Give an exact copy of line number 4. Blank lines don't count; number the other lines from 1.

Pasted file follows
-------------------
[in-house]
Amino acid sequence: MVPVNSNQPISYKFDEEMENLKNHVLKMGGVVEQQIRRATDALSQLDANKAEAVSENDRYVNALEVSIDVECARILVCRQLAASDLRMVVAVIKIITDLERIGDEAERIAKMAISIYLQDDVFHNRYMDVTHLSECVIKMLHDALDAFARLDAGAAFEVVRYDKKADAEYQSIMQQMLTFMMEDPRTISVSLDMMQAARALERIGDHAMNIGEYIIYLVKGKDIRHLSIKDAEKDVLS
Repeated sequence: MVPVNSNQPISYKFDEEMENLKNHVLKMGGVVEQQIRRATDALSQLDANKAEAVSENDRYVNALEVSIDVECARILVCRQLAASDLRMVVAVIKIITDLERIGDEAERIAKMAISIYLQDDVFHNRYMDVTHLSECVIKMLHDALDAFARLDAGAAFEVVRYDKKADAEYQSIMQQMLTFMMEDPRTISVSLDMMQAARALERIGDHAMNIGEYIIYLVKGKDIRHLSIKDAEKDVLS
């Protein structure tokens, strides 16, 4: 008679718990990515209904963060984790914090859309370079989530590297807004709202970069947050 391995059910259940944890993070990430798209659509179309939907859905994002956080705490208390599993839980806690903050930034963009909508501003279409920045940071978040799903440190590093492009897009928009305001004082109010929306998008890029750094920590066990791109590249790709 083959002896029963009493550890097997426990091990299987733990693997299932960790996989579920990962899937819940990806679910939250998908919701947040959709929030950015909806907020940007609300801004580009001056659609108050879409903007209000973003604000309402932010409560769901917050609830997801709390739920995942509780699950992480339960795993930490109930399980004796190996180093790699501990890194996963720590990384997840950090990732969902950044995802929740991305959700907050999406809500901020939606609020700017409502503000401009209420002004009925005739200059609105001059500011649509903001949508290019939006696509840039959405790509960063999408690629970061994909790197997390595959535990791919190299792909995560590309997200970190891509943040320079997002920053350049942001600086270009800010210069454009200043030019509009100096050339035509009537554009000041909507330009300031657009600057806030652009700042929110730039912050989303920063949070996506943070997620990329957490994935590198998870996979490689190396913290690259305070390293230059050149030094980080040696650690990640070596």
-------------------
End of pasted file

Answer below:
């Protein structure tokens, strides 16, 4: 008679718990990515209904963060984790914090859309370079989530590297807004709202970069947050 391995059910259940944890993070990430798209659509179309939907859905994002956080705490208390599993839980806690903050930034963009909508501003279409920045940071978040799903440190590093492009897009928009305001004082109010929306998008890029750094920590066990791109590249790709 083959002896029963009493550890097997426990091990299987733990693997299932960790996989579920990962899937819940990806679910939250998908919701947040959709929030950015909806907020940007609300801004580009001056659609108050879409903007209000973003604000309402932010409560769901917050609830997801709390739920995942509780699950992480339960795993930490109930399980004796190996180093790699501990890194996963720590990384997840950090990732969902950044995802929740991305959700907050999406809500901020939606609020700017409502503000401009209420002004009925005739200059609105001059500011649509903001949508290019939006696509840039959405790509960063999408690629970061994909790197997390595959535990791919190299792909995560590309997200970190891509943040320079997002920053350049942001600086270009800010210069454009200043030019509009100096050339035509009537554009000041909507330009300031657009600057806030652009700042929110730039912050989303920063949070996506943070997620990329957490994935590198998870996979490689190396913290690259305070390293230059050149030094980080040696650690990640070596």